How We Grow

We pride ourselves on being a farm that practices good stewardship, using sustainable growing methods and paying living wages to our workers. When you choose flowers from Foster Road Farm, you can be confident that our flowers have not been flown across oceans or treated with harsh chemicals. When you buy from us you get the best our fields have to offer and support a small farm and local families. Thank you!



Because we live on the farm, of course we want to foster a healthy environment for ourselves and our animals. Our goal is to create a sustainable ecosystem with respect for the land, our crops, and our customers. Although we follow organic practices at Foster Road Farm, we are not certified organic. Organic standards, which are primarily geared toward food production, are less well adapted for floriculture.

But we do recognize and embrace the value of organic practices and employ these methods extensively on our farm. We treat the land as a valuable asset, encouraging vitality with compost, green manures, site-made biochar, vermiculture and more. When problems with pests or disease arise, we turn first to the least environmentally impactful solution. Many issues can be prevented simply with good cultural practices, others treated early with certified organic products.

To keep insects at bay, we use a combination approach of light weight coverings, organic sprays such as neem seed oil, beneficial insets that control damaging species, and hand pulling into soapy water when we must. We found chickens to be excellent bug-foragers, but unfortunately they also nibbled everything else so they are no longer welcome in the flower fields, restricted to their shady grove and cozy coop.

Weed control is the most time-consuming chore on the farm. Our grassy meadow soil is filled with decades of seed contributions. In our annual beds where we till the soil, millions of dormant weeds seeds are ready to spring to life. Here we use landscape fabric to cover the bare soil so weed seeds already in the soil don’t get the light they need to germinate and air-borne seeds can’t take hold. Small holes are burned in the fabric at optimal spacing for starter plants, “plugs”, that fill in to crowd out most weeds. We start new beds using occultation, a technique that simply smothers the vegetation and weeds. We cover the ground with a heavy tarp so vegetation dies down to a soft mulch into which we can plant perennials and shrubs. And where we direct sow seeds, we try to use timing strategies to knock down weeds with a hoe or flame weeder before they get ahead of the crop. Now all this sounds great, but we’re still trying to get the kinks worked out and weeds are a constant nemesis–harboring pests, drinking away moisture, bullying the more tender crops. You can hear me curse when the crabgrass season starts!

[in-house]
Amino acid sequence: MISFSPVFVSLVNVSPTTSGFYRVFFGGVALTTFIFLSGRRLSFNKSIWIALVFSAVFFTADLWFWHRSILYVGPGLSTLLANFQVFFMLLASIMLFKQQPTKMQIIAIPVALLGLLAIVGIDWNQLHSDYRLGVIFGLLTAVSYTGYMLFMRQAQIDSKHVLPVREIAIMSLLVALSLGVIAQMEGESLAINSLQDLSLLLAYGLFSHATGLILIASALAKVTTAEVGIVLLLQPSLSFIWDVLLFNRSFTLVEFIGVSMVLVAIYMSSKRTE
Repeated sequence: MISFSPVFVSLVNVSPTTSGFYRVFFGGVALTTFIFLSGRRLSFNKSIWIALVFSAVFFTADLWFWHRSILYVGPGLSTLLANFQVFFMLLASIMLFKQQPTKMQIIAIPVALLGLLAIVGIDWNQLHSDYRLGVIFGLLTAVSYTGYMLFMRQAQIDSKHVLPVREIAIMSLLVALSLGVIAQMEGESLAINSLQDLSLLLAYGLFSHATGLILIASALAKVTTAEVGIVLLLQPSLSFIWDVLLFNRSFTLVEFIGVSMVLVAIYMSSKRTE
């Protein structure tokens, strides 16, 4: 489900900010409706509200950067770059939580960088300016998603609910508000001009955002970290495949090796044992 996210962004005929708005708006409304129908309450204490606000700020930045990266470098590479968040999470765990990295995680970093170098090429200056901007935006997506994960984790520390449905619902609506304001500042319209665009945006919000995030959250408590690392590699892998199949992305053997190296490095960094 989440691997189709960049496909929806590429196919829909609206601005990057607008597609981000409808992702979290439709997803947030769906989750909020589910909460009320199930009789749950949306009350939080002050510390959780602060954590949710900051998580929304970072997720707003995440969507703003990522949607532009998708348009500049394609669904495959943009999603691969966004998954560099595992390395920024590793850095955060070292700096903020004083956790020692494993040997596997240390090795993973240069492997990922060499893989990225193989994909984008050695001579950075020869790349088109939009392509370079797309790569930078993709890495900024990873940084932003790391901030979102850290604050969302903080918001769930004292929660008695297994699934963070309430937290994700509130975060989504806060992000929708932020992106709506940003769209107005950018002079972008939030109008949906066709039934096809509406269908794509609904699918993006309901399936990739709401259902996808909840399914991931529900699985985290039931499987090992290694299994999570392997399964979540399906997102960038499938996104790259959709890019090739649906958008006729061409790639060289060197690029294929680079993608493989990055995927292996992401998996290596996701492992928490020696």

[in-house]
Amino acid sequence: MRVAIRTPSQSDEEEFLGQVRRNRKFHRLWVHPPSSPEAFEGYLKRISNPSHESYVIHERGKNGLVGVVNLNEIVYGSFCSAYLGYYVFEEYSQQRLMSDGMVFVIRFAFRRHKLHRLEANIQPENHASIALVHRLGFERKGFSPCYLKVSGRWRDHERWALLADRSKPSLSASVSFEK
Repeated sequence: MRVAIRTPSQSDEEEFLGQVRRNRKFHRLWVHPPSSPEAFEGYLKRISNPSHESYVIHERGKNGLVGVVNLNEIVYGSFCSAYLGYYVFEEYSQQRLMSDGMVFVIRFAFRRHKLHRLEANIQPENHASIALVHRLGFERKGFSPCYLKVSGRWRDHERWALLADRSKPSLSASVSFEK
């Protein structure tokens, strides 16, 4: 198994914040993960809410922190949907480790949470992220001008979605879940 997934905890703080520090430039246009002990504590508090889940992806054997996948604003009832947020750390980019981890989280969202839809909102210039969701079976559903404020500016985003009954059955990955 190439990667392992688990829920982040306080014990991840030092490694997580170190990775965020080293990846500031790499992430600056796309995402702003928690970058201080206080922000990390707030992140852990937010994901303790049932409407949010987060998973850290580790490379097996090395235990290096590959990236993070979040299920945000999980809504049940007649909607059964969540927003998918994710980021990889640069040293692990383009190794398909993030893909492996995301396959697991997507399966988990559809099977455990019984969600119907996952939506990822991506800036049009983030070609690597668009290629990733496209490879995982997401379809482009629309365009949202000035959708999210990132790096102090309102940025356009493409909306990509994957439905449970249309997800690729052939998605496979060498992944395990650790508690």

Seed Sourcing

In the depths of winter, sourcing seeds is a major undertaking. Many can be found at wholesale purveyors, but some must be sought out from specialty growers around the world.

Dormant Dahlia Tuber

Nubby, ragged dahlia tubers begin to show “eyes” where shoots will grow. The tubers can be divided in fall or winter to make more plants. Each needs just one eye and a healthy plump tuber to grow.

Planting Tulip Bulbs

Planting hundreds of tulips sounds daunting until you see how closely they can be spaced in a properly prepared trench. A little bonemeal and a cover of rich soil will send these to bed for winter.

Seeds Germinating

Trying out many different cultivars is part of the fun of growing from seed. The magic of germination feeds the soul when the outdoors is deep in snow.

Dahlias Sprouting

Dahlias started in winter send up healthy shoots in a few weeks. These shoots can be pared off and propagated into even more plants. Started dahlias also get a jump on spring-planted tubers.

Tulips Emerging

As soon as weather warms, tulips start to grow. a stretch of a few warm days can see dramatic change in tulip development. These French cultivars produce large blooms on long stems.

Campanula superba

Some seed grown perennials can fill out in one season. These campanula were started the previous year and bloomed prolifically–as they will for years to come.

Dahlia Blossoms

The payoff for the extra effort dahlias require comes late in the season. They flower in an astonishing array of colors and range from tiny prom-pom to impressive dinner-plate sizes.

Tulips Bloom

These tulips held out (barely) for our first farmers market. Buyers snapped them up and it was fun to know we had sent people home with a gorgeous treat.